Life can move in mysterious ways.
A seemingly trivial decision can sometimes put into motion a series of unintended consequences that result in something extraordinary. You can call it the Sliding Doors effect, or the pebble dropped in a pond whose ripples change the balance forever; life is nothing if not interconnected.
Here is the long, strange story of how a visit to a hip hop bar in San Francisco’s Mission District many years ago set in motion a series of events that would result in me dining at the top of the Transamerica Building last month with Mark Rutte, Prime Minister of the Netherlands.
The year was 2010. The Google Panda search engine update had just dropped on the Internet, devastating the startup that I had been running on and off since 1999. Specifically, we had lost about 60% of our traffic overnight, and we were reeling. A healthy, growing startup had been reduced to rubble by the tweak of an algorithm.
Like many an entrepreneur before me faced with an existential crisis, I decided to make my way to the bar. The bar that I chose was Double Dutch, a New York style hip hop bar in San Francisco’s Mission District known for it’s beatbox wall, hip hop dj’s, and at the time, amazing sneaker collection in a glass case.
After throwing back a few Red Stripes with a friend, I came to the grim realization that my startup was finished. The lost traffic wasn’t coming back, and given our cash situation, it was time to think about the Next Big Thing.
That Next Big Thing would become a bet on mobile, social apps for work, eventually crystallizing into the live engagement marketing platform for events and conferences that is our business today. We code named the project “DoubleDutch.”
We became attached to the name “DoubleDutch” and incorporated in January of 2011. In the early days, there were some missteps associated with having the same name as a bar. Like when our board members or customers would show up at the bar by accident. Or when the press called us for comment about a shooting outside of the bar. Or the steady stream of Monday morning “I think I left my purse / phone / credit card at your bar” calls that still continue today. But overall, the name suited us.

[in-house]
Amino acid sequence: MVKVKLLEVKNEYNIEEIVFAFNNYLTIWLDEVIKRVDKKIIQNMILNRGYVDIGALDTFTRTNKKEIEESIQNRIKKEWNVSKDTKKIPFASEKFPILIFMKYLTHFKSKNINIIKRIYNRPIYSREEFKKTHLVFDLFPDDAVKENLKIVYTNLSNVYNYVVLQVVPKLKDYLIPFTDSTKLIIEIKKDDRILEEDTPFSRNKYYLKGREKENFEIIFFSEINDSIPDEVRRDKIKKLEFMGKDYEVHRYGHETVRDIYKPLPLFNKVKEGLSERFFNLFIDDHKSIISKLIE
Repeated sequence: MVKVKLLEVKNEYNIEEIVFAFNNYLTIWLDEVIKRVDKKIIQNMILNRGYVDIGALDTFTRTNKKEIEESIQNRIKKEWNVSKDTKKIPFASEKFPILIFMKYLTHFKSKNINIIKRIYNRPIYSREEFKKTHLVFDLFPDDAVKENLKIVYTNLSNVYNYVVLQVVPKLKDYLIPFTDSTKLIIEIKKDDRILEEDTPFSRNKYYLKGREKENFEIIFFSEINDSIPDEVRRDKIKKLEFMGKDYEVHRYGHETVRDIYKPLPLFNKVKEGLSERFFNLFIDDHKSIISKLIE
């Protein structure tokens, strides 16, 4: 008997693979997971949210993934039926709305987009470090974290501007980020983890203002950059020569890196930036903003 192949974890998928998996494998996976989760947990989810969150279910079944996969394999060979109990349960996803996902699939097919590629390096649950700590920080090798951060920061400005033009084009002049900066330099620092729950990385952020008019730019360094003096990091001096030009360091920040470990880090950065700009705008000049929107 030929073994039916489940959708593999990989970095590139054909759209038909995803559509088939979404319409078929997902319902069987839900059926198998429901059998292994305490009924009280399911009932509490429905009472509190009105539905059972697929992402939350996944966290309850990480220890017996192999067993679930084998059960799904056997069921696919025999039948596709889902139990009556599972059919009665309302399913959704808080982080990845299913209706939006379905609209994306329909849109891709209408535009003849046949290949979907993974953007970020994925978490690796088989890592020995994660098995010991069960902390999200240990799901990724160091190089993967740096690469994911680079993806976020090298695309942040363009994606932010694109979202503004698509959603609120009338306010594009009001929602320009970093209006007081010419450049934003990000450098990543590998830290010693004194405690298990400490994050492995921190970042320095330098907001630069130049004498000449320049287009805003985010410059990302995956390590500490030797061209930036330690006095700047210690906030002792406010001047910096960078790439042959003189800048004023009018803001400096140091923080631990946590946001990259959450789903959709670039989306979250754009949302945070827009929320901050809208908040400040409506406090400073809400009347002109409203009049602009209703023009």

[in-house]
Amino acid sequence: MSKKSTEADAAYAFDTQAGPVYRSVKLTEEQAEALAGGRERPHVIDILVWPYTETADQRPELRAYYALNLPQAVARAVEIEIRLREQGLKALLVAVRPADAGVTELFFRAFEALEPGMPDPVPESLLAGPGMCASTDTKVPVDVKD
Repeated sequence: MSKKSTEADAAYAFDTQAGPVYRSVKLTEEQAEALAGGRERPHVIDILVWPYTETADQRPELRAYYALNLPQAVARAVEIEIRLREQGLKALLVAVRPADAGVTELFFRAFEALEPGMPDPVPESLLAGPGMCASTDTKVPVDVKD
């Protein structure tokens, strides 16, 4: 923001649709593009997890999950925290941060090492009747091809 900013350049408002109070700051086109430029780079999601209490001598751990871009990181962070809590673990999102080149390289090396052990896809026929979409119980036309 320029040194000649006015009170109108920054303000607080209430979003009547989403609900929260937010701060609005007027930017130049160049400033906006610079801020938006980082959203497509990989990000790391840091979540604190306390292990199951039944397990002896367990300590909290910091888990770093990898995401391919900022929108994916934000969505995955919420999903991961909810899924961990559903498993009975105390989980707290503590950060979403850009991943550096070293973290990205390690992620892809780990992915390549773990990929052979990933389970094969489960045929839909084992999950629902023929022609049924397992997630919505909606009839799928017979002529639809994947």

And there were early signs of a gravitational pull towards the Netherlands. When we released an eponymous freemium app, the Netherlands quickly became our top country in terms of downloads, despite the app being utterly useless outside of the US. Or how wearing a DoubleDutch hoodie around invariably resulted in friendly Dutch tourists asking us where we got it, and where they might buy one.
By 2013, things were moving quickly. We hit product / market fit with a vengeance and grew from 20 to 75 people. We were suddenly in full on hyper growth mode, and we believed that we could sell our product to any industry in any geography in the world.
By 2014, we were looking at international expansion. In one of the early planning meetings about where to put our EMEA office, one of my colleagues raised the elephant in the room: “it has to be the Netherlands, doesn’t it? We can’t be called DoubleDutch and open in London!” There were chuckles all around but we put Amsterdam on the shortlist of cities to check out.
And as fate would have it, Amsterdam made a lot of sense for us. Besides the direct flights from San Francisco, numerous English speakers, burgeoning startup scene, and central location, Amsterdam was far cheaper than London, and oh yeah, along with San Francisco, is one of the most stunning and open minded cities in the world. Simply put, it felt like home.
Crucial in our path to Amsterdam was the work of the NFIA, the Dutch agency responsible for attracting technology investment to the Netherlands. They introduced us to other startups that had successfully put down roots in the Netherlands, helped us find office space, and even introduced us to a few companies that would become customers.
By 2015 we had 50 employees in the Netherlands, and it had become our fastest growing region. We had become a success story – not just among startups in general, but among startups that had taken the plunge internationally, and had chosen Amsterdam over other common destinations like Dublin and London.
So when the invitation arrived last month from the NFIA to join Prime Minister Rutte at the top of the Transamerica Building, I was humbled and honored. But not surprised. There was no other way for this story to end. The forces put in motion by choosing the name “DoubleDutch” on that lonely day in 2010 were larger and stronger than we could have imagined. It has shaped our identity and influenced our decisions.
But we could not be happier about how things have turned out.
Oh yeah, have questions about opening up an office in Amsterdam? Feel free to reach out…. and yes, we are hiring there, as well as in San Francisco and Phoenix.